Price, he went on, is intrinsically linked to regions and classifications. After analysing the prices of nearly 2000 wines from the Rheingau and Rheinhessen, Beckert and his team established that the German wine classification system — based on the Wine Law of 1971, which focuses on the ripeness of the grapes — “has no correlation with prices”. Nor does the attribution of DLG (German Agricultural Society) awards. France’s terroir-based system, however, was linked to the relative final cost of a bottle. 

The terroir model, for Beckert, has another advantage: “Marketing activities are very expensive and it’s not a tool open to every producer, so the collective classifications are beneficial for everyone, particularly for the smaller producers.”

Where Beckert was less clear was about how Germany could switch to a more Gallic approach and, perhaps more importantly, how lesser-known terroirs could command those higher prices.

Perhaps the answer lay with the media. Beckert and his team at the Institute had conducted a study of wine journalism in the German publications Der Spiegel and Die Zeit, looking at how wine has been reported since 1945. They found an increase in editorial coverage of wine since 1947, but the coverage was initially limited to discussions of production and industrial techniques. Since the 1980s “the quality and flavour of that reporting changed: there was much more emphasis given to artisanal production and the craftsmanship that goes into wine that corresponds to the terroir system.” 

Today, he summarised, journalism is much more likely to focus on individual winegrowers and their production techniques, subjects that, in the early years, were “irrelevant” to the journalist. This “pretty enormous shift towards authenticity and individuality” represents “a profound change in the way we perceive and approach this product”.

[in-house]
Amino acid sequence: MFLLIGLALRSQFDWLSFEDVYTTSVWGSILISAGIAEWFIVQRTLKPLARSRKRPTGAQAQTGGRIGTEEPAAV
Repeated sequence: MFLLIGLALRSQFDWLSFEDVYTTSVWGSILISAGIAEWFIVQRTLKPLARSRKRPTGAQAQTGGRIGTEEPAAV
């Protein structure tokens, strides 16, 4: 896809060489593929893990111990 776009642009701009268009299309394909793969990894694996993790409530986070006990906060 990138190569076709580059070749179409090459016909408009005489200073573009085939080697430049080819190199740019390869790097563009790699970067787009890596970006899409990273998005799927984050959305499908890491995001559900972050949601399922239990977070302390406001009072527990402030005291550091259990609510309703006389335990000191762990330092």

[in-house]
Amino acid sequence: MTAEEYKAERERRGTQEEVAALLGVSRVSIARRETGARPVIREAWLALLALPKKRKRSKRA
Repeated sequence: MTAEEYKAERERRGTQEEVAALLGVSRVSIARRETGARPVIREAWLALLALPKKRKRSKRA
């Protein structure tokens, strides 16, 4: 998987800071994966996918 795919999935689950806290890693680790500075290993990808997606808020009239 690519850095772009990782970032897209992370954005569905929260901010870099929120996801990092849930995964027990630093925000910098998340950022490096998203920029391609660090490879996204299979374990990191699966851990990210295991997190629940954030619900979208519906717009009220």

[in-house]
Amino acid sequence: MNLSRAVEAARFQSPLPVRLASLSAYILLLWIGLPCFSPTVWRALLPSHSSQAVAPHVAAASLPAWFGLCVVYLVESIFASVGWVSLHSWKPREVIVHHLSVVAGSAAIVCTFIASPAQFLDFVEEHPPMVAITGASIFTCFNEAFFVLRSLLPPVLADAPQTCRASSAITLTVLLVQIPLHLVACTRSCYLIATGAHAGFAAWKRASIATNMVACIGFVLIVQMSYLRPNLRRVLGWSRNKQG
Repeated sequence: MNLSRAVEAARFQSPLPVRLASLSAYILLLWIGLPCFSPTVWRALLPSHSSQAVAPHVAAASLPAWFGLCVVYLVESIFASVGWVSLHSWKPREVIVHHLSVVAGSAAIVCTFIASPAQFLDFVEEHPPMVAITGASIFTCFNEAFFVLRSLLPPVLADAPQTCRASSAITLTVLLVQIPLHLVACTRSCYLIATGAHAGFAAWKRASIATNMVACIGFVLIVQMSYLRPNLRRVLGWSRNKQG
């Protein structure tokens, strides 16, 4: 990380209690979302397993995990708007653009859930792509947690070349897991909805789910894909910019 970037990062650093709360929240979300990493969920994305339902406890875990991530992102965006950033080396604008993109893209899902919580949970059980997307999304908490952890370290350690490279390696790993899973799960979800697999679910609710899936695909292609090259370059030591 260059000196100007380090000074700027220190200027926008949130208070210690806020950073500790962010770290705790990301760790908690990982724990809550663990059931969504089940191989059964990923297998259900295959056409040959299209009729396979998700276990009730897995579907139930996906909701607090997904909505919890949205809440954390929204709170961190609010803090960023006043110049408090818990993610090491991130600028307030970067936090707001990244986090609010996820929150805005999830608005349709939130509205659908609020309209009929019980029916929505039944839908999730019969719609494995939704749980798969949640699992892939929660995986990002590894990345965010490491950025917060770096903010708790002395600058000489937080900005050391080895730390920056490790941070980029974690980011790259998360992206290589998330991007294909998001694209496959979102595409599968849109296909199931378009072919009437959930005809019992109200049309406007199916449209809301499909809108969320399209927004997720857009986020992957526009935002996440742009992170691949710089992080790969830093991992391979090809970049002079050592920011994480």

What do we really know?

One of the more surprising presentations came from Professor Dr Simone Loose of Geisenheim University. She also had plenty of statistics about the German market to offer, but they came with a surprising question: how robust were they?

Most of the German industry, she explained, usually relies on data from GfK Global, Germany’s largest market research company, which works by getting consumers to report their own behaviour in return for a cash reward. According to the information they have provided, the average retail price of a bottle of wine in Germany is €2.19 ($2.70) and both volume and value are falling, by three percent in volume and five percent in value. Extrapolating from the GfK statistics, around 1m hectolitres is sold through specialty retailers and 1.38m hl directly from the producers.

When Professor Loose and her associate looked at their own data from 2,000 producers and the results of interviews they conducted themselves, however, they came to a figure of 1,67m hl at the cellar door, which is 20 percent higher than GfK. Their estimates of sales through specialty stores were also higher, by a huge 75 percent. Similarly, the results of checkout scanning by American market research company IRI seem to suggest a retail average price of €3.31, which is €1 more than GfK — though, as Dr Loose admitted, this figure could be higher because it excludes Tetra Paks. 

It might have been easy to become bogged down in these numbers, but Professor Loose made her point clearly: before even beginning to talk about luxury wine in Germany — and by extrapolation, elsewhere — it is necessary to be certain that the data is a lot more reliable than it seems to be today. Wine and time may both be luxuries in 2018, but accurate information is a necessity that the wine industry needs to be ready to demand — and pay for.